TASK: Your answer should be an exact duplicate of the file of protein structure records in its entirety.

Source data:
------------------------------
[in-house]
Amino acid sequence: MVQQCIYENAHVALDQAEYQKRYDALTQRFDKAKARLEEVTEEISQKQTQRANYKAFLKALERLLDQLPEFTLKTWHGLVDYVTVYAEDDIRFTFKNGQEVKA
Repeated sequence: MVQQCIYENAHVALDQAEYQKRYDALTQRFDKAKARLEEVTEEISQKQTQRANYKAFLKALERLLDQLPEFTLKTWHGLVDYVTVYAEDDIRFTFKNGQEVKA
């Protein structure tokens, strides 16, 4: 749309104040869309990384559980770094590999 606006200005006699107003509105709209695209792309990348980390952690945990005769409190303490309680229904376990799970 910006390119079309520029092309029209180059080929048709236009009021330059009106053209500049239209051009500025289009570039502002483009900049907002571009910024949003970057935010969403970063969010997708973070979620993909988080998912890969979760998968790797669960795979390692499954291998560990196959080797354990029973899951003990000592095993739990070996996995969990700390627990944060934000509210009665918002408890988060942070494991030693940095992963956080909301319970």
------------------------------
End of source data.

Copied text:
[in-house]
Amino acid sequence: MVQQCIYENAHVALDQAEYQKRYDALTQRFDKAKARLEEVTEEISQKQTQRANYKAFLKALERLLDQLPEFTLKTWHGLVDYVTVYAEDDIRFTFKNGQEVKA
Repeated sequence: MVQQCIYENAHVALDQAEYQKRYDALTQRFDKAKARLEEVTEEISQKQTQRANYKAFLKALERLLDQLPEFTLKTWHGLVDYVTVYAEDDIRFTFKNGQEVKA
């Protein structure tokens, strides 16, 4: 749309104040869309990384559980770094590999 606006200005006699107003509105709209695209792309990348980390952690945990005769409190303490309680229904376990799970 910006390119079309520029092309029209180059080929048709236009009021330059009106053209500049239209051009500025289009570039502002483009900049907002571009910024949003970057935010969403970063969010997708973070979620993909988080998912890969979760998968790797669960795979390692499954291998560990196959080797354990029973899951003990000592095993739990070996996995969990700390627990944060934000509210009665918002408890988060942070494991030693940095992963956080909301319970």